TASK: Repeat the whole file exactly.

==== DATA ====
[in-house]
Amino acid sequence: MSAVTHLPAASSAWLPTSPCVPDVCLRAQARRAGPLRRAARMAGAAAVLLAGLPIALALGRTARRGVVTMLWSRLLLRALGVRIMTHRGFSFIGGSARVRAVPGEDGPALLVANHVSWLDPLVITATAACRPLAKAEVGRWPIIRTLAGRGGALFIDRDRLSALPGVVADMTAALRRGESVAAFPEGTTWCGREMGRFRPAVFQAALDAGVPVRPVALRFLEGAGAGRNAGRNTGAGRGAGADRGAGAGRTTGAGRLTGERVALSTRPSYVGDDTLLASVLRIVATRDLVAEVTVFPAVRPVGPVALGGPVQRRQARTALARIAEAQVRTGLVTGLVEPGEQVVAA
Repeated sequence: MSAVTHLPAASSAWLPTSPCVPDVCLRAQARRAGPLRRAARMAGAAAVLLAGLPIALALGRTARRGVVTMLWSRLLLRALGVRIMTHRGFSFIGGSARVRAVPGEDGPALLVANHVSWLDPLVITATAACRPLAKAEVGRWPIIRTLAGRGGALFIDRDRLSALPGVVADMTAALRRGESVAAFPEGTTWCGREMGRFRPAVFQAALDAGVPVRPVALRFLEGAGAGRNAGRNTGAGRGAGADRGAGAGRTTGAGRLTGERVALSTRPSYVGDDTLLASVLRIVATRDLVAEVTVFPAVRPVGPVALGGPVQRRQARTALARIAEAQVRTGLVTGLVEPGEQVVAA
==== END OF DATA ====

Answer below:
[in-house]
Amino acid sequence: MSAVTHLPAASSAWLPTSPCVPDVCLRAQARRAGPLRRAARMAGAAAVLLAGLPIALALGRTARRGVVTMLWSRLLLRALGVRIMTHRGFSFIGGSARVRAVPGEDGPALLVANHVSWLDPLVITATAACRPLAKAEVGRWPIIRTLAGRGGALFIDRDRLSALPGVVADMTAALRRGESVAAFPEGTTWCGREMGRFRPAVFQAALDAGVPVRPVALRFLEGAGAGRNAGRNTGAGRGAGADRGAGAGRTTGAGRLTGERVALSTRPSYVGDDTLLASVLRIVATRDLVAEVTVFPAVRPVGPVALGGPVQRRQARTALARIAEAQVRTGLVTGLVEPGEQVVAA
Repeated sequence: MSAVTHLPAASSAWLPTSPCVPDVCLRAQARRAGPLRRAARMAGAAAVLLAGLPIALALGRTARRGVVTMLWSRLLLRALGVRIMTHRGFSFIGGSARVRAVPGEDGPALLVANHVSWLDPLVITATAACRPLAKAEVGRWPIIRTLAGRGGALFIDRDRLSALPGVVADMTAALRRGESVAAFPEGTTWCGREMGRFRPAVFQAALDAGVPVRPVALRFLEGAGAGRNAGRNTGAGRGAGADRGAGAGRTTGAGRLTGERVALSTRPSYVGDDTLLASVLRIVATRDLVAEVTVFPAVRPVGPVALGGPVQRRQARTALARIAEAQVRTGLVTGLVEPGEQVVAA